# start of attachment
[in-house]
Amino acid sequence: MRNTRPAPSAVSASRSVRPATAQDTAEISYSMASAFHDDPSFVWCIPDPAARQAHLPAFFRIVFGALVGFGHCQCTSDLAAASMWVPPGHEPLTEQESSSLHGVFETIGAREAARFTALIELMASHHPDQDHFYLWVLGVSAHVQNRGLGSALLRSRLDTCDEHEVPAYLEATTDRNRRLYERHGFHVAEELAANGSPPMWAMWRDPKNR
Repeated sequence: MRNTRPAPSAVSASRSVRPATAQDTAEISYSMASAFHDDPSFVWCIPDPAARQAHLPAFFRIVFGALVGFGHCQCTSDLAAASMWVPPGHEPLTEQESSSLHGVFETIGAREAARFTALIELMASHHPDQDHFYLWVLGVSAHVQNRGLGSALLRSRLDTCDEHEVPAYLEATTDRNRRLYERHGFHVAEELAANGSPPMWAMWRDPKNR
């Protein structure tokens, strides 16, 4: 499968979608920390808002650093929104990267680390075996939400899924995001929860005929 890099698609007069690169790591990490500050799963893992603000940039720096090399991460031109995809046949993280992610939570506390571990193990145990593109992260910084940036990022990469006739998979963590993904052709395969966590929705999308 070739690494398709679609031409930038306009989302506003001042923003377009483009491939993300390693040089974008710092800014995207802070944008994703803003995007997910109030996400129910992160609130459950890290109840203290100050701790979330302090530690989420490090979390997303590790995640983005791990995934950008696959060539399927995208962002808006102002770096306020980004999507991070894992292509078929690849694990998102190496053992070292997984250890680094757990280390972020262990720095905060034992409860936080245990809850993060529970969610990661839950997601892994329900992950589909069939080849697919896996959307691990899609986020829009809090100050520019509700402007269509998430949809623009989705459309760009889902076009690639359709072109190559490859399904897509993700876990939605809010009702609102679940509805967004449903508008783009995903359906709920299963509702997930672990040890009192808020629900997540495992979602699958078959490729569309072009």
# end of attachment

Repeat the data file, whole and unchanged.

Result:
[in-house]
Amino acid sequence: MRNTRPAPSAVSASRSVRPATAQDTAEISYSMASAFHDDPSFVWCIPDPAARQAHLPAFFRIVFGALVGFGHCQCTSDLAAASMWVPPGHEPLTEQESSSLHGVFETIGAREAARFTALIELMASHHPDQDHFYLWVLGVSAHVQNRGLGSALLRSRLDTCDEHEVPAYLEATTDRNRRLYERHGFHVAEELAANGSPPMWAMWRDPKNR
Repeated sequence: MRNTRPAPSAVSASRSVRPATAQDTAEISYSMASAFHDDPSFVWCIPDPAARQAHLPAFFRIVFGALVGFGHCQCTSDLAAASMWVPPGHEPLTEQESSSLHGVFETIGAREAARFTALIELMASHHPDQDHFYLWVLGVSAHVQNRGLGSALLRSRLDTCDEHEVPAYLEATTDRNRRLYERHGFHVAEELAANGSPPMWAMWRDPKNR
């Protein structure tokens, strides 16, 4: 499968979608920390808002650093929104990267680390075996939400899924995001929860005929 890099698609007069690169790591990490500050799963893992603000940039720096090399991460031109995809046949993280992610939570506390571990193990145990593109992260910084940036990022990469006739998979963590993904052709395969966590929705999308 070739690494398709679609031409930038306009989302506003001042923003377009483009491939993300390693040089974008710092800014995207802070944008994703803003995007997910109030996400129910992160609130459950890290109840203290100050701790979330302090530690989420490090979390997303590790995640983005791990995934950008696959060539399927995208962002808006102002770096306020980004999507991070894992292509078929690849694990998102190496053992070292997984250890680094757990280390972020262990720095905060034992409860936080245990809850993060529970969610990661839950997601892994329900992950589909069939080849697919896996959307691990899609986020829009809090100050520019509700402007269509998430949809623009989705459309760009889902076009690639359709072109190559490859399904897509993700876990939605809010009702609102679940509805967004449903508008783009995903359906709920299963509702997930672990040890009192808020629900997540495992979602699958078959490729569309072009």